Thursday afternoon, the School of Education brought together experts in education to answer the question, “Does teacher education have a future?”
The panel debated nontraditional methods for teacher education emerging from organizations like Teach for America (TFA) and their efficacy compared to the theory-based work of education school.
“University teacher education is under attack,” said School of Education Dean Deborah Stipek, who moderated the panel.
With the emergence of increasingly diverse paths to a teaching career, people are questioning the purpose and value of professional schools for education, she said. School of Education professor Pam Grossman stated that a central problem of preparatory education for teachers is that it distances itself from the practice of teaching.
Steve Farr, chief knowledge officer at Teach for America, shares this view; he believes practical teaching experience improves teaching more than instruction in theory.
“We can change [teaching] behavior more in two hours of putting people on their feet teaching than [we can through] a hundred hours of making people listen to lectures about teaching,” he said.
However, Deborah Ball, the dean of the school of education at the University of Michigan, believes that questioning the purpose and value of teacher education is not an immediate priority.
“The real problem is that we have no systematic way of evaluating teachers,” she said.
She argued that the priority in teacher education should be to define a standard skill set beginning teachers must acquire before they are allowed to teach a class.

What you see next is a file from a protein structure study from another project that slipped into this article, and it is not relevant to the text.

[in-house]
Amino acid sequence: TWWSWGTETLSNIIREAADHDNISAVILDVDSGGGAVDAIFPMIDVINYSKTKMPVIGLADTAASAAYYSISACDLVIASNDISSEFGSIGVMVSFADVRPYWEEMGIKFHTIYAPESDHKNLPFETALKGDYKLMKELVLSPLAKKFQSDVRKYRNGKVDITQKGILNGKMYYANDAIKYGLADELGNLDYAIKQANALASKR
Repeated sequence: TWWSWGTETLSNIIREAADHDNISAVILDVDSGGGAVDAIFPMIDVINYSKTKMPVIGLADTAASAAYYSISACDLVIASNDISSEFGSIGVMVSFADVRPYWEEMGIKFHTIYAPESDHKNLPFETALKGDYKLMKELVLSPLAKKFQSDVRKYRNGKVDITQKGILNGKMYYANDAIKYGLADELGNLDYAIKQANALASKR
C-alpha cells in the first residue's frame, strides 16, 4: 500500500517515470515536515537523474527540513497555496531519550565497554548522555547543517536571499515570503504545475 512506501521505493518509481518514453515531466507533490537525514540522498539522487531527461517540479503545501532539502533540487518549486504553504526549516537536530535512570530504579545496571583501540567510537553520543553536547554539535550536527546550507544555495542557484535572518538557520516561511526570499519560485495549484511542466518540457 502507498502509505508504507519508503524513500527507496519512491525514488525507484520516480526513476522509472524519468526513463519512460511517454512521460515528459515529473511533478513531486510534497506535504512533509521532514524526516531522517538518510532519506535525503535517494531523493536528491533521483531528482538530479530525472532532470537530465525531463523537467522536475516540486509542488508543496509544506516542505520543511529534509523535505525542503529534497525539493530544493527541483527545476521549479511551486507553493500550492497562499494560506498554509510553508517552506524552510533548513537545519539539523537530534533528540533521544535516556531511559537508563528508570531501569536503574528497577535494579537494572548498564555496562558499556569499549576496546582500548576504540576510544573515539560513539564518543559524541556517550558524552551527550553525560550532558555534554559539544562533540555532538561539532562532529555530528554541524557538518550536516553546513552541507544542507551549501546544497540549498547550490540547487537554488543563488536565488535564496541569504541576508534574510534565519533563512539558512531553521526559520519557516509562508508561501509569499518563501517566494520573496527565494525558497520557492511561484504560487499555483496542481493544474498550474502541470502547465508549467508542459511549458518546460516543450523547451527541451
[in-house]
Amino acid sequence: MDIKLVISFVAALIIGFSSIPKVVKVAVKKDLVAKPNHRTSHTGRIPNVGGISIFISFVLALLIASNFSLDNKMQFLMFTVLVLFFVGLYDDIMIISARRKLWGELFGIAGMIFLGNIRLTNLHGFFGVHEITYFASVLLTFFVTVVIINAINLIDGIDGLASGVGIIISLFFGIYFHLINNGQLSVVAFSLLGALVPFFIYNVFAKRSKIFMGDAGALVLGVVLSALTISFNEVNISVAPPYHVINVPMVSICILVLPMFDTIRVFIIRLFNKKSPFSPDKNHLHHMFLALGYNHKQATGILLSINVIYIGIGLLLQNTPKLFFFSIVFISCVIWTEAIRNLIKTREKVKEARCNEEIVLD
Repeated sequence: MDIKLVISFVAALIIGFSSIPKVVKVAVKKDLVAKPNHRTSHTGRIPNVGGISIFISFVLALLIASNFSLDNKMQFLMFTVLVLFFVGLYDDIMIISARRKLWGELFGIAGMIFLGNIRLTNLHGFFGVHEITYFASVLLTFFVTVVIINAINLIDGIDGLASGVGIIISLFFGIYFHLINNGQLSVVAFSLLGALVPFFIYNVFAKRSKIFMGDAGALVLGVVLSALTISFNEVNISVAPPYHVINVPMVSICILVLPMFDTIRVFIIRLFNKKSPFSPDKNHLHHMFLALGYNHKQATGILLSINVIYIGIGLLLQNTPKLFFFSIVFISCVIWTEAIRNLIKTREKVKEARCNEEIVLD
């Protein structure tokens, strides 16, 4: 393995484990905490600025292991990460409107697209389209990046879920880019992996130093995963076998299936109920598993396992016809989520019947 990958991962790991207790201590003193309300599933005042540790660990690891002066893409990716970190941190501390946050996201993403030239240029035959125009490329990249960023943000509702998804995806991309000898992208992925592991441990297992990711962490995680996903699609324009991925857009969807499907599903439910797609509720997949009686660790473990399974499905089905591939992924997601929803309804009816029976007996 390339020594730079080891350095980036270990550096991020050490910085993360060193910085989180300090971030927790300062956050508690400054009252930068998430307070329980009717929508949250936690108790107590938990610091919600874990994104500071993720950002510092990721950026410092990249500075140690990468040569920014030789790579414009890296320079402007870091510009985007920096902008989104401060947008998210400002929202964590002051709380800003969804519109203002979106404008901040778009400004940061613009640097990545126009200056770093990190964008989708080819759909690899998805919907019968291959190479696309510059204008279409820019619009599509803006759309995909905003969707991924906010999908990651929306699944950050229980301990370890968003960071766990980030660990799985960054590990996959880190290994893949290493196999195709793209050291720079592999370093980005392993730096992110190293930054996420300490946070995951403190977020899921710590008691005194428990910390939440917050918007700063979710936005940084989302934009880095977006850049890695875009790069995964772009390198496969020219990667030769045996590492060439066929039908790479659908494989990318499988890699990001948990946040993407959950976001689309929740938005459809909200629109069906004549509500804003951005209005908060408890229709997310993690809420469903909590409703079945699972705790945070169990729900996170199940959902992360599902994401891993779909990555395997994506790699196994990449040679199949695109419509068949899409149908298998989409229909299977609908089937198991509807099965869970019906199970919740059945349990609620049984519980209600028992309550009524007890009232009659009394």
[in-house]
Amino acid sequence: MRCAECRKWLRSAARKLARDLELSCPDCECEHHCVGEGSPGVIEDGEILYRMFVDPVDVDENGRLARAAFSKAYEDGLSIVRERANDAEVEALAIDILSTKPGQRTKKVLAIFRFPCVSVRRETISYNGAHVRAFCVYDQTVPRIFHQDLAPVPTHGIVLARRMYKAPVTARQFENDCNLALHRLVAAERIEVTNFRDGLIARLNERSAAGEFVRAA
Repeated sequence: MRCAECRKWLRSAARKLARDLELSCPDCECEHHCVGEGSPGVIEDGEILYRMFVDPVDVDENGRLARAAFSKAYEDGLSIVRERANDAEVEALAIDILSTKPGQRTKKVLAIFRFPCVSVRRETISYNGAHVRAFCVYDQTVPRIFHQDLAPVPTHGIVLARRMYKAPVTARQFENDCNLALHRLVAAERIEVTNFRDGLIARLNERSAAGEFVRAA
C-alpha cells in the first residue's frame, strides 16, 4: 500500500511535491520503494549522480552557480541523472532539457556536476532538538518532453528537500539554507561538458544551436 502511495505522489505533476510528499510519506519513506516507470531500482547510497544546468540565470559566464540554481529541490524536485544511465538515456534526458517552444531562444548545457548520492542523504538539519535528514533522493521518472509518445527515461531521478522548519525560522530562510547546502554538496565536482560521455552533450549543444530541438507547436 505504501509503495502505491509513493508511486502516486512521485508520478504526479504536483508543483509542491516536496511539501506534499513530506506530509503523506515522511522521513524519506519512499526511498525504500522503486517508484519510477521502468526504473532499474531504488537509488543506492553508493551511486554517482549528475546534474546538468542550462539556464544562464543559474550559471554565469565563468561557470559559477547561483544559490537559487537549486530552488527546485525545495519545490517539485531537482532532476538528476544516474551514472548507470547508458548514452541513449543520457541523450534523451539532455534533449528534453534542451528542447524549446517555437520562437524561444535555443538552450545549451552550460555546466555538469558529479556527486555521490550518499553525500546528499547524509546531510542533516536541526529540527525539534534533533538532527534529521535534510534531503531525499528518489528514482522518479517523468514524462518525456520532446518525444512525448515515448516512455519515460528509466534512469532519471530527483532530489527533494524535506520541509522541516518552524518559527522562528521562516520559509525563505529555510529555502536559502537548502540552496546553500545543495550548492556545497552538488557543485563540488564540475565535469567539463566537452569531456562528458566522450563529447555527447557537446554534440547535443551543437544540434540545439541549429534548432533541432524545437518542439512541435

But this raises the question of whether a national standard could be agreed upon. Ball and Grossman believe it’s a matter of striking a balance between specific standards and universal expectations.
When asked by Stipek what proportion of teachers certified by schools of education would meet her standard, Ball said an “appallingly low” number would. There is still a gap for schools of education to fill in preparing teachers before they began teaching.
Discussing what reforms in teacher education were needed to reach those standards, panelists agreed on the need to move from theory to practice.
It would be irresponsible, however, to have student teachers “practice” teaching in classrooms where they would be accountable for student performance, Ball argued. Gross proposed that simulation-based training practices borrowed from clinical psychology could provide an effective middle ground.
During the Q&A session following the panel, an audience member asked if the emergence of programs such as TFA would become a part of the attacks made on schools of education — the success of the former calling into question the value of the latter.
Farr responded that TFA was a complement to and not a substitute for teacher education. It serves a different purpose: increasing the supply of much needed teachers to less-developed areas.
The panel sparked lingering questions for many audience members.
“One thing…that would be good to hear more about is the preparation of good teacher educators,” said Michelle Brown, a fourth year doctoral student at the school of education. “There’s a pipeline problem where we already don’t have enough good teachers, so naturally we won’t have enough good teacher educators.”
This panel is part of the Cubberley lecture series, which seeks to create a public forum for discussion of critical issues in education.
In an interview with The Daily, School of Education External Relations Associate Holly Materman spoke about the motivations for putting together this panel.
“The graduate school model, the Teach for America model and teacher residency programs are just three of the many different models emerging,” she said. “We should stop spending time arguing about who has the best system to prepare teachers, but instead look at…how all three paths to teaching can leverage best practices.”